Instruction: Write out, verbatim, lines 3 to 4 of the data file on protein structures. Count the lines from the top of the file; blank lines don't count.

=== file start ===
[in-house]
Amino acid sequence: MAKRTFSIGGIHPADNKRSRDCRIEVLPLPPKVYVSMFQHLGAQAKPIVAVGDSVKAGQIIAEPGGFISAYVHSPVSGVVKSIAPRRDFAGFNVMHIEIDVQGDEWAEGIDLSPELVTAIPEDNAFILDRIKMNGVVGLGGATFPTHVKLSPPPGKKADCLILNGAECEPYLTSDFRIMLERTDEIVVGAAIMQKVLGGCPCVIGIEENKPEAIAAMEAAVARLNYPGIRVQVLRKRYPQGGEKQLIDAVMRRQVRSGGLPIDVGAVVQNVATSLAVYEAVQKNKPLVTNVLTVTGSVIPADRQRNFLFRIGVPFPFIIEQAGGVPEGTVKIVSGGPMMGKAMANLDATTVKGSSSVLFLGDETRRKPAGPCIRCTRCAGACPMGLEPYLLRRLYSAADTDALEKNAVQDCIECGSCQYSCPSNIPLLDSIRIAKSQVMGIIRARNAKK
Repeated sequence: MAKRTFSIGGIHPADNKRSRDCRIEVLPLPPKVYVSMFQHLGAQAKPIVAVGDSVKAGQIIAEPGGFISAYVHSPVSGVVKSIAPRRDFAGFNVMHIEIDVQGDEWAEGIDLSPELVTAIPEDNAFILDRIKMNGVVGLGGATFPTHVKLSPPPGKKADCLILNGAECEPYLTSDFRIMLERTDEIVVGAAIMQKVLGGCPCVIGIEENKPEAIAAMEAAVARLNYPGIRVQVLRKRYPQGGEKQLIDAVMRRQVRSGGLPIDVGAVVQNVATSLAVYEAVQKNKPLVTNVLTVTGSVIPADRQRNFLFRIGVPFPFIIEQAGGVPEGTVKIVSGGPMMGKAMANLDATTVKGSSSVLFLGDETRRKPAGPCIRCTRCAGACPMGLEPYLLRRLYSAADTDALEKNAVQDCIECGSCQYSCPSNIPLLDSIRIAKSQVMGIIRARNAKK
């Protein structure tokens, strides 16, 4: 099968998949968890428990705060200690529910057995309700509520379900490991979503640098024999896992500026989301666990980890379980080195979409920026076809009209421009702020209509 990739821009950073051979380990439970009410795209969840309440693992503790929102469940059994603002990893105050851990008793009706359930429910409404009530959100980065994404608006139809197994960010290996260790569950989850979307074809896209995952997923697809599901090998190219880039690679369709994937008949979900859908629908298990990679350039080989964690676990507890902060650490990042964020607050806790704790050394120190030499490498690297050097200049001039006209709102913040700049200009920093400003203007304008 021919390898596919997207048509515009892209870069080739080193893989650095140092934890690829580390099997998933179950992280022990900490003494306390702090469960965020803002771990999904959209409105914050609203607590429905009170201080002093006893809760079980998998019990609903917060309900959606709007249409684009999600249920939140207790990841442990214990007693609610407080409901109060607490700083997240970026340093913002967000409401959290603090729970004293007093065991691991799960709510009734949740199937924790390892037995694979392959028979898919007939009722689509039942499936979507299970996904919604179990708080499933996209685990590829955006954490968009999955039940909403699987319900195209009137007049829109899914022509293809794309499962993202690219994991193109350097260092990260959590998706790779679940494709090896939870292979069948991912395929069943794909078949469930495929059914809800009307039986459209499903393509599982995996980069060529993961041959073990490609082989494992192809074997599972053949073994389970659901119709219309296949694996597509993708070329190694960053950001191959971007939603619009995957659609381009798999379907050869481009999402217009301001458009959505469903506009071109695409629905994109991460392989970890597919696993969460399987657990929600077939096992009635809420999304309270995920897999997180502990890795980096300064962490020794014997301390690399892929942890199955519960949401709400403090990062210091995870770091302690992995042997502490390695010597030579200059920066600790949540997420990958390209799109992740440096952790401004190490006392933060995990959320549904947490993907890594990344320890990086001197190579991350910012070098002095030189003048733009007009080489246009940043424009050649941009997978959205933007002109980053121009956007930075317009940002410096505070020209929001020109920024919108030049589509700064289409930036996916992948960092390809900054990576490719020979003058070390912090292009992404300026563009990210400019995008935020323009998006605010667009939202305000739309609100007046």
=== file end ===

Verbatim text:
Repeated sequence: MAKRTFSIGGIHPADNKRSRDCRIEVLPLPPKVYVSMFQHLGAQAKPIVAVGDSVKAGQIIAEPGGFISAYVHSPVSGVVKSIAPRRDFAGFNVMHIEIDVQGDEWAEGIDLSPELVTAIPEDNAFILDRIKMNGVVGLGGATFPTHVKLSPPPGKKADCLILNGAECEPYLTSDFRIMLERTDEIVVGAAIMQKVLGGCPCVIGIEENKPEAIAAMEAAVARLNYPGIRVQVLRKRYPQGGEKQLIDAVMRRQVRSGGLPIDVGAVVQNVATSLAVYEAVQKNKPLVTNVLTVTGSVIPADRQRNFLFRIGVPFPFIIEQAGGVPEGTVKIVSGGPMMGKAMANLDATTVKGSSSVLFLGDETRRKPAGPCIRCTRCAGACPMGLEPYLLRRLYSAADTDALEKNAVQDCIECGSCQYSCPSNIPLLDSIRIAKSQVMGIIRARNAKK
């Protein structure tokens, strides 16, 4: 099968998949968890428990705060200690529910057995309700509520379900490991979503640098024999896992500026989301666990980890379980080195979409920026076809009209421009702020209509 990739821009950073051979380990439970009410795209969840309440693992503790929102469940059994603002990893105050851990008793009706359930429910409404009530959100980065994404608006139809197994960010290996260790569950989850979307074809896209995952997923697809599901090998190219880039690679369709994937008949979900859908629908298990990679350039080989964690676990507890902060650490990042964020607050806790704790050394120190030499490498690297050097200049001039006209709102913040700049200009920093400003203007304008 021919390898596919997207048509515009892209870069080739080193893989650095140092934890690829580390099997998933179950992280022990900490003494306390702090469960965020803002771990999904959209409105914050609203607590429905009170201080002093006893809760079980998998019990609903917060309900959606709007249409684009999600249920939140207790990841442990214990007693609610407080409901109060607490700083997240970026340093913002967000409401959290603090729970004293007093065991691991799960709510009734949740199937924790390892037995694979392959028979898919007939009722689509039942499936979507299970996904919604179990708080499933996209685990590829955006954490968009999955039940909403699987319900195209009137007049829109899914022509293809794309499962993202690219994991193109350097260092990260959590998706790779679940494709090896939870292979069948991912395929069943794909078949469930495929059914809800009307039986459209499903393509599982995996980069060529993961041959073990490609082989494992192809074997599972053949073994389970659901119709219309296949694996597509993708070329190694960053950001191959971007939603619009995957659609381009798999379907050869481009999402217009301001458009959505469903506009071109695409629905994109991460392989970890597919696993969460399987657990929600077939096992009635809420999304309270995920897999997180502990890795980096300064962490020794014997301390690399892929942890199955519960949401709400403090990062210091995870770091302690992995042997502490390695010597030579200059920066600790949540997420990958390209799109992740440096952790401004190490006392933060995990959320549904947490993907890594990344320890990086001197190579991350910012070098002095030189003048733009007009080489246009940043424009050649941009997978959205933007002109980053121009956007930075317009940002410096505070020209929001020109920024919108030049589509700064289409930036996916992948960092390809900054990576490719020979003058070390912090292009992404300026563009990210400019995008935020323009998006605010667009939202305000739309609100007046």